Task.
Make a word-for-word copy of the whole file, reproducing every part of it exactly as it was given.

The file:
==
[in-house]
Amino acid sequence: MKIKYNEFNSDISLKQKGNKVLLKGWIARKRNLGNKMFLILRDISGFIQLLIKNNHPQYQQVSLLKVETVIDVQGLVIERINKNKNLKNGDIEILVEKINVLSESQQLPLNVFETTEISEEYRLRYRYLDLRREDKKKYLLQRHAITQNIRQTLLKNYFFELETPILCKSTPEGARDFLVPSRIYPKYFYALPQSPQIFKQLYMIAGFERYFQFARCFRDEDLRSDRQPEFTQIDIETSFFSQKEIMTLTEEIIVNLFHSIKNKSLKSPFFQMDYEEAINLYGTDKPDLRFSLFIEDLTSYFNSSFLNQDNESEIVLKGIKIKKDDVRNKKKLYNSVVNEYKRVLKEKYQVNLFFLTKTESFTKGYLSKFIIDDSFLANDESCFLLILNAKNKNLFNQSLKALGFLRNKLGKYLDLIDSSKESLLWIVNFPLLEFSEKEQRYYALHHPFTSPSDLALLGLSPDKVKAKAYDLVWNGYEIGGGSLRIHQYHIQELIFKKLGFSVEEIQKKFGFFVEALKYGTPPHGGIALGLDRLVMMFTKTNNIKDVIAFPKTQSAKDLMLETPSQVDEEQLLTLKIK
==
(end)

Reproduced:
[in-house]
Amino acid sequence: MKIKYNEFNSDISLKQKGNKVLLKGWIARKRNLGNKMFLILRDISGFIQLLIKNNHPQYQQVSLLKVETVIDVQGLVIERINKNKNLKNGDIEILVEKINVLSESQQLPLNVFETTEISEEYRLRYRYLDLRREDKKKYLLQRHAITQNIRQTLLKNYFFELETPILCKSTPEGARDFLVPSRIYPKYFYALPQSPQIFKQLYMIAGFERYFQFARCFRDEDLRSDRQPEFTQIDIETSFFSQKEIMTLTEEIIVNLFHSIKNKSLKSPFFQMDYEEAINLYGTDKPDLRFSLFIEDLTSYFNSSFLNQDNESEIVLKGIKIKKDDVRNKKKLYNSVVNEYKRVLKEKYQVNLFFLTKTESFTKGYLSKFIIDDSFLANDESCFLLILNAKNKNLFNQSLKALGFLRNKLGKYLDLIDSSKESLLWIVNFPLLEFSEKEQRYYALHHPFTSPSDLALLGLSPDKVKAKAYDLVWNGYEIGGGSLRIHQYHIQELIFKKLGFSVEEIQKKFGFFVEALKYGTPPHGGIALGLDRLVMMFTKTNNIKDVIAFPKTQSAKDLMLETPSQVDEEQLLTLKIK